The camera lens is a converging lens. Light rays entering the lens are caused to bend inward due to the shape of lens and its material of construction. We can trace out the path of these light rays as they travel inside the camera. This trace resembles a cone of light. The distance from lens to the apex of this cone is the focal length. This measurement is taken when the object being imaged is at an infinite distance. The ideal target for this assessment is a star. However, lens makers make this measurement indoors on an optical bench that creates an artificial star using a focused light source.
Now the camera lens suffers from seven major aberrations that combine to degrade the resulting image. To mitigate this, a quality camera lens is a complex array of several lenses of different shapes (powers). Some are convex, some are concave, some are dense glass, some are less dense. Such construction shifts the measuring point. This point is called the rear nodal. It could fall at about the center of the lens barrel or in the air behind or ahead of the lens. Generally it falls somewhere within the lens barrel.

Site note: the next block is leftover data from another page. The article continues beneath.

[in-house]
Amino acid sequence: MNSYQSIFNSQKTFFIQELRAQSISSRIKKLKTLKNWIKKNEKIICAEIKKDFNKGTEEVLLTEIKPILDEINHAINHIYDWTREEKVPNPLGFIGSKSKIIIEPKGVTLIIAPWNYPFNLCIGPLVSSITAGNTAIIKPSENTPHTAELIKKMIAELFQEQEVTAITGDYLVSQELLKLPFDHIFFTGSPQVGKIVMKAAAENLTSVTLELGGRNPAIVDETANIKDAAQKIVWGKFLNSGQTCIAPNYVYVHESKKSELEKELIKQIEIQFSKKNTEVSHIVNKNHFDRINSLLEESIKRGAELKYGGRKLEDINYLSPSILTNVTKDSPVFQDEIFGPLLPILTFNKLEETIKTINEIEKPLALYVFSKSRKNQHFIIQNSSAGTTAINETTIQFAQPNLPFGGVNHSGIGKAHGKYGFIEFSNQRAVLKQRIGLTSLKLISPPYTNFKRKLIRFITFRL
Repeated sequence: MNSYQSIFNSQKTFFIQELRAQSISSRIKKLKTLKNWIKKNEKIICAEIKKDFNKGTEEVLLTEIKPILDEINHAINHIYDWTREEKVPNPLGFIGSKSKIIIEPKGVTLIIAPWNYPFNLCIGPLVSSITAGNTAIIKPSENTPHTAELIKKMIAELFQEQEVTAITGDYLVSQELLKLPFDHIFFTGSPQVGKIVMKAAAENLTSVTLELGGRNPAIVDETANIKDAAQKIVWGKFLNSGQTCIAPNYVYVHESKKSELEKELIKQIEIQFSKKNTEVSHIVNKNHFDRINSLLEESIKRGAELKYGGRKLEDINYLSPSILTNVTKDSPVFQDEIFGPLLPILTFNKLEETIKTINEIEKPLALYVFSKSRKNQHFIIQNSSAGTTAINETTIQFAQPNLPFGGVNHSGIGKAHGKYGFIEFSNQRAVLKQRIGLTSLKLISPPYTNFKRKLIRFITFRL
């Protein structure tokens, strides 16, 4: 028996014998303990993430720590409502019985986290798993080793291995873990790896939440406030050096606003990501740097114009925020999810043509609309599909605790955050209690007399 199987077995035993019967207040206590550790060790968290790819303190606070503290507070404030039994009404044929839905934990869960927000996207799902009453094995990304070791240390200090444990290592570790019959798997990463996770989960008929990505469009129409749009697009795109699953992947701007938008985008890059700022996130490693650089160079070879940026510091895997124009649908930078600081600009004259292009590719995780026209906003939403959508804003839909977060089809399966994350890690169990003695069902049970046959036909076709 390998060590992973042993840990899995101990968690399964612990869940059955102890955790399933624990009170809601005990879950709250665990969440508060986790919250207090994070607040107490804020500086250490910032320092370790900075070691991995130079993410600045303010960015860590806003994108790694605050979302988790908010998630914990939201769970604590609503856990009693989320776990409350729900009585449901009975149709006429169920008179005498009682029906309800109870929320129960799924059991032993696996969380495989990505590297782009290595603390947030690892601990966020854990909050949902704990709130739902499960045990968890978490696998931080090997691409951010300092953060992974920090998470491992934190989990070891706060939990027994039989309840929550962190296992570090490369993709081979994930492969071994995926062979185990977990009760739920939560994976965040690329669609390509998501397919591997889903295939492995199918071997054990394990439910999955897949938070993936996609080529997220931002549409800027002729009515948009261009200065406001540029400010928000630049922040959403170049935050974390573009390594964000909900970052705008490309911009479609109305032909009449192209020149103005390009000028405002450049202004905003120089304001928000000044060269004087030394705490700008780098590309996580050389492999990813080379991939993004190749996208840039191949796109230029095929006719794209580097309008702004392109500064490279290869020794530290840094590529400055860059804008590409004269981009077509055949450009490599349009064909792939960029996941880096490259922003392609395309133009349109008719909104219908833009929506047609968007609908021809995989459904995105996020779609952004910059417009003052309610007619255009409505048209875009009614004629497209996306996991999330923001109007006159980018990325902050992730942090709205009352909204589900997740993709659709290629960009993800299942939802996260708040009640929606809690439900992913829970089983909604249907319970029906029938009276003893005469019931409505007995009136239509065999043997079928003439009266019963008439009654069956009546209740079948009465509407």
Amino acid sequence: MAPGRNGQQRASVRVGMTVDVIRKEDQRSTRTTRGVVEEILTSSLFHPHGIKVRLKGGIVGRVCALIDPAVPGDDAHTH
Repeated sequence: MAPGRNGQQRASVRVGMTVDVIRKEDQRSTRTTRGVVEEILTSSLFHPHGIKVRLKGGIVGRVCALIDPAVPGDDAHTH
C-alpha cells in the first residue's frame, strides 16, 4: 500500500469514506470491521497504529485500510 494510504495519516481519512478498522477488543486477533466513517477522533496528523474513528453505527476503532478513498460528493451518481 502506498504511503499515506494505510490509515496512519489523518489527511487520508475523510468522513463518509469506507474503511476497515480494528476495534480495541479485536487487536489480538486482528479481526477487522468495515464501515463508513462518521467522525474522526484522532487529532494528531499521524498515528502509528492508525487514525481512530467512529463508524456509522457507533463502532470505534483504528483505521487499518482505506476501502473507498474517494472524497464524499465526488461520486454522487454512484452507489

The distance from the rear nodal to the image plane is a variable based of subject distance. It is at its shortest when imaging a distant object. This distance steadily elongates as the target object gets closer the camera. As an example, when doing extreme close-up photography, this distance, now called the “back focus”, can be quite long. If you are working in close, and achieve life-size, the distance from the rear nodal is twice the focal length.